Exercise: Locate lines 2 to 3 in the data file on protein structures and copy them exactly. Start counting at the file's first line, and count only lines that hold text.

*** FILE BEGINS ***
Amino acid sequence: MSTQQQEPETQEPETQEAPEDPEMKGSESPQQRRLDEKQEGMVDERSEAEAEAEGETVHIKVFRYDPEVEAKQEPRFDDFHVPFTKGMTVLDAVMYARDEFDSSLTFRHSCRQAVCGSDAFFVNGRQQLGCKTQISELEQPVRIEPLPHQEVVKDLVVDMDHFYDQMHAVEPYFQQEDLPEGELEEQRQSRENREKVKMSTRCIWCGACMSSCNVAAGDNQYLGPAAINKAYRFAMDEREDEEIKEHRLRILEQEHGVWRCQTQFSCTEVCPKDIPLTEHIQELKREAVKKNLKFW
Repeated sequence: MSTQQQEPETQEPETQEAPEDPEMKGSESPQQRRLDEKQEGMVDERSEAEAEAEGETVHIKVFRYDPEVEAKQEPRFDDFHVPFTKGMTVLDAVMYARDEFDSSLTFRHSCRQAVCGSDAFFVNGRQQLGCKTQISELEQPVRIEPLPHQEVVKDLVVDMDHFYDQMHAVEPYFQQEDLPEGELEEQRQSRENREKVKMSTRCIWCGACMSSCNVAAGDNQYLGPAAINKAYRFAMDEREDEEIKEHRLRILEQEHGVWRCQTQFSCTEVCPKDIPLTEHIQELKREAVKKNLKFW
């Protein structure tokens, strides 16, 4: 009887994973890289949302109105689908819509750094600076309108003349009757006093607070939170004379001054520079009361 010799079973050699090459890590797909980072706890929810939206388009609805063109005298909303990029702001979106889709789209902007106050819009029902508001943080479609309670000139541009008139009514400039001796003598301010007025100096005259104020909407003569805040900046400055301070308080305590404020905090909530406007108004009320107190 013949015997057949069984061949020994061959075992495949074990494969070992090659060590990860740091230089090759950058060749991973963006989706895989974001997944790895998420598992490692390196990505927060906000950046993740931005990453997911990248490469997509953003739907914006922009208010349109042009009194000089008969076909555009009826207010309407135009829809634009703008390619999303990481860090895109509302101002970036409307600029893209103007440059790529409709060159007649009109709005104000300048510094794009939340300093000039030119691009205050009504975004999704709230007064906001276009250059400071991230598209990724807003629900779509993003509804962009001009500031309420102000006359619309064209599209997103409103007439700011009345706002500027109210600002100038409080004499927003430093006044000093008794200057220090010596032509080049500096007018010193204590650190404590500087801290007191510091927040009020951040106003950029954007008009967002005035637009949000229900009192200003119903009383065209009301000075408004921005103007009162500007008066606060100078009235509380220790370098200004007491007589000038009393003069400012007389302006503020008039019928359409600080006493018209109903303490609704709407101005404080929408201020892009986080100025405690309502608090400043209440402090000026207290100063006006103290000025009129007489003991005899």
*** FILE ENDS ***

Repeated sequence: MSTQQQEPETQEPETQEAPEDPEMKGSESPQQRRLDEKQEGMVDERSEAEAEAEGETVHIKVFRYDPEVEAKQEPRFDDFHVPFTKGMTVLDAVMYARDEFDSSLTFRHSCRQAVCGSDAFFVNGRQQLGCKTQISELEQPVRIEPLPHQEVVKDLVVDMDHFYDQMHAVEPYFQQEDLPEGELEEQRQSRENREKVKMSTRCIWCGACMSSCNVAAGDNQYLGPAAINKAYRFAMDEREDEEIKEHRLRILEQEHGVWRCQTQFSCTEVCPKDIPLTEHIQELKREAVKKNLKFW
């Protein structure tokens, strides 16, 4: 009887994973890289949302109105689908819509750094600076309108003349009757006093607070939170004379001054520079009361 010799079973050699090459890590797909980072706890929810939206388009609805063109005298909303990029702001979106889709789209902007106050819009029902508001943080479609309670000139541009008139009514400039001796003598301010007025100096005259104020909407003569805040900046400055301070308080305590404020905090909530406007108004009320107190 013949015997057949069984061949020994061959075992495949074990494969070992090659060590990860740091230089090759950058060749991973963006989706895989974001997944790895998420598992490692390196990505927060906000950046993740931005990453997911990248490469997509953003739907914006922009208010349109042009009194000089008969076909555009009826207010309407135009829809634009703008390619999303990481860090895109509302101002970036409307600029893209103007440059790529409709060159007649009109709005104000300048510094794009939340300093000039030119691009205050009504975004999704709230007064906001276009250059400071991230598209990724807003629900779509993003509804962009001009500031309420102000006359619309064209599209997103409103007439700011009345706002500027109210600002100038409080004499927003430093006044000093008794200057220090010596032509080049500096007018010193204590650190404590500087801290007191510091927040009020951040106003950029954007008009967002005035637009949000229900009192200003119903009383065209009301000075408004921005103007009162500007008066606060100078009235509380220790370098200004007491007589000038009393003069400012007389302006503020008039019928359409600080006493018209109903303490609704709407101005404080929408201020892009986080100025405690309502608090400043209440402090000026207290100063006006103290000025009129007489003991005899």